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Sunday, February 26, 2017

Arrival: Movie Review + Commentary/Analysis

This story, an adaptation of Ted Chiang's ("Story of Your Life" discussed here), follows the original fairly closely.
The movie opens with Louise Banks reminiscing on the life and death of her daughter. Then it cuts to her attempting to give a college lecture while most students are focused on the news of twelve space ships arriving. Col. Weber comes to recruit her. She demands to be taken to the aliens to interact with them. At first they refuse until they see she is the better candidate.

At first, they meet failure until she starts to communicate with written language and gets them to do the same. Twelve other countries initially do the same until they receive a message from the aliens that gears them up for war. Ms. Banks must learn the language and try to find a way around the inevitable showdown.

This movie is worth your time. The opening could have been slimmed down, and it is not an action film, but definitely worth your time. A moving piece that opens your head to new ways of thinking.

Commentary with Spoilers:
And lo, Banks sees answers to the questions she has in her future as bits of understanding finally fall into place. She sees herself lecture on the meaning of the terms and receives future private messages from the war instigator.

Chiang's written version has an immediate advantage over the film due to its verb tenses. The past is presented in past tense, future in future tense. This clarifies events from what is happening in time (although the scenes don't necessarily tip their hand until the last third or so). The movie does open with the reminiscence so that the clarity of flashbacks works there, but due to its form (and lack of verb tenses), the next flashback should have been pushed back to Banks's first interpretation of the language and surprise her with a flashforward. Otherwise, it was technically sound.

The movie's unusual feature is shots of ceilings. This clever shot prepares us for the reorientation we are about to feel--not just in the scene on the space ship where sideways becomes the new down--but overall, when time itself becomes reoriented into a continuum to be experienced at once. Banks also walks on clouds in a climactic scene with the aliens.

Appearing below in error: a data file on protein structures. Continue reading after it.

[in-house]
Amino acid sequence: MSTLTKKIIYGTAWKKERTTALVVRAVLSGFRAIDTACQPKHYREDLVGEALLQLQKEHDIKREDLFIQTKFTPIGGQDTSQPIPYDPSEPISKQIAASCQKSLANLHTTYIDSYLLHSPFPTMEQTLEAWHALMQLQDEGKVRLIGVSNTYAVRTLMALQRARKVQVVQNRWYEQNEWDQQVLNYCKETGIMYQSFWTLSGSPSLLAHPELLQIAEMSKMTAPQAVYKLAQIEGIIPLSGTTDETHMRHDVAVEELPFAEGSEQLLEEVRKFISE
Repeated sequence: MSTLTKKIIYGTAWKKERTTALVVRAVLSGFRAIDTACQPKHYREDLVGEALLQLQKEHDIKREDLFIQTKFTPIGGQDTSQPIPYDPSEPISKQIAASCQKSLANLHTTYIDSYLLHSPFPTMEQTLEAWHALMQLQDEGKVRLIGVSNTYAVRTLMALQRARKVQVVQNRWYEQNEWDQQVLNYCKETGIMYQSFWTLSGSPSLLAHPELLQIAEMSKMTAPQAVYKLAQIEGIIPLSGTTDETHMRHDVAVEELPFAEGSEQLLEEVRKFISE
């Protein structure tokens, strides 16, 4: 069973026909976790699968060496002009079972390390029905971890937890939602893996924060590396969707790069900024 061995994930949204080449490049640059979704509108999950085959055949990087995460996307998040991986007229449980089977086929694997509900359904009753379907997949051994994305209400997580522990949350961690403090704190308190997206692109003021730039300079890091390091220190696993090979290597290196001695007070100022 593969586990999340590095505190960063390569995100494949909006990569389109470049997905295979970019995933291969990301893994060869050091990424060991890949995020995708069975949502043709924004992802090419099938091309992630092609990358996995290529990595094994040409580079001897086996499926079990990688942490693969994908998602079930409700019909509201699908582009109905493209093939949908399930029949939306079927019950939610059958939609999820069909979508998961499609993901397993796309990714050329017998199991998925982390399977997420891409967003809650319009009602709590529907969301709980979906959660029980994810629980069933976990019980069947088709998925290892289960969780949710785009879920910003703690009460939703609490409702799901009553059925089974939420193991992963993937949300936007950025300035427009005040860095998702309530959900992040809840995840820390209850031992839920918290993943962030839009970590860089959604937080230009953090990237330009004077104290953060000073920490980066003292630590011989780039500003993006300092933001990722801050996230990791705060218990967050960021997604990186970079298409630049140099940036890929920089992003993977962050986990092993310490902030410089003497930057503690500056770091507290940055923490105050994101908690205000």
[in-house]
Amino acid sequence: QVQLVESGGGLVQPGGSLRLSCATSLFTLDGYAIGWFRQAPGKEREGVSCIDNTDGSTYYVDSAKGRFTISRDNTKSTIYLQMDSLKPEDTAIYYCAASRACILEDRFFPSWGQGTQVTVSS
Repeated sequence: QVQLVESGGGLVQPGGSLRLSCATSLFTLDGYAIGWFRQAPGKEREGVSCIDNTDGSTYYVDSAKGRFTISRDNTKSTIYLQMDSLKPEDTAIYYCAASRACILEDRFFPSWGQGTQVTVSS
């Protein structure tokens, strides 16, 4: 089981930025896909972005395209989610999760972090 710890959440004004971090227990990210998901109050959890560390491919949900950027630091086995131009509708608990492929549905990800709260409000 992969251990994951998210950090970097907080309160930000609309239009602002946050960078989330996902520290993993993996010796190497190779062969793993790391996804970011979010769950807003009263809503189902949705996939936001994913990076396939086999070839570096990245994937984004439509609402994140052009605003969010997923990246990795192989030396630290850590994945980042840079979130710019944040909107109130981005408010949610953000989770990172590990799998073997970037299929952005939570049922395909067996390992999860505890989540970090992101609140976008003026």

Clouds seem critical, as well, although I haven't yet pinpointed how they service the story. The cloudiness of time? of the future? They come upon the aliens through a fog bank (humans are in a fog? but no, the alien tank is full of clouds). Maybe its just the dwelling/acceptance of uncertainty. But if you know the future, surely it is no longer uncertain.

The quote below is not random. It fits into the film's theme. War is misinterpreted by one interpreter, and will be again later... although it could be said that "a desire for more cows" is the perfect incitement to war if cows are considered one's prime monetary system.

The movie may succeed over its predecessor in the degree of its involvement with the future child, to invest us in her welfare, so that her passing and life becomes more moving.

One thing the aliens and protagonist seemed to suggest was that the entire Earth would soon possess this sense of time once they grasped how to interpret the language. Banks's future husband, Ian, however, apparently does not possess the inevitability of time and the ability to relish the time that exists with family members as he divorces her once he learns of his child's inevitable demise. One might think that he would be one of the first to learn it. He does not, presumably.

Some of Chiang's ideas are lost from the original: notably, Fermat's Principle of Least Time (see link above). I'm not sure if the concept could have easily been displayed in a film format. And little seems to have been lost due to its disappearance (yes, it explains the primary reason for arriving at its conclusion, but we arrive, anyway). Unfortunately, the loss does erode Ian's role somewhat.

While "Story of Your Life" is clever in that it could apply to the baby or the reader, "Arrival" plays a nice double entendre: the arrival of aliens and the arrival of the baby.
Dr. Louise Banks: Colonel?
Colonel Weber: [Answering a previous question about the Sanskrit word for war and it's meaning] Gravisti.
Dr. Louise Banks: That's the word but what did he say it means?
Colonel Weber: He said it means an argument. What does it really mean?
Dr. Louise Banks: A desire for more cows.

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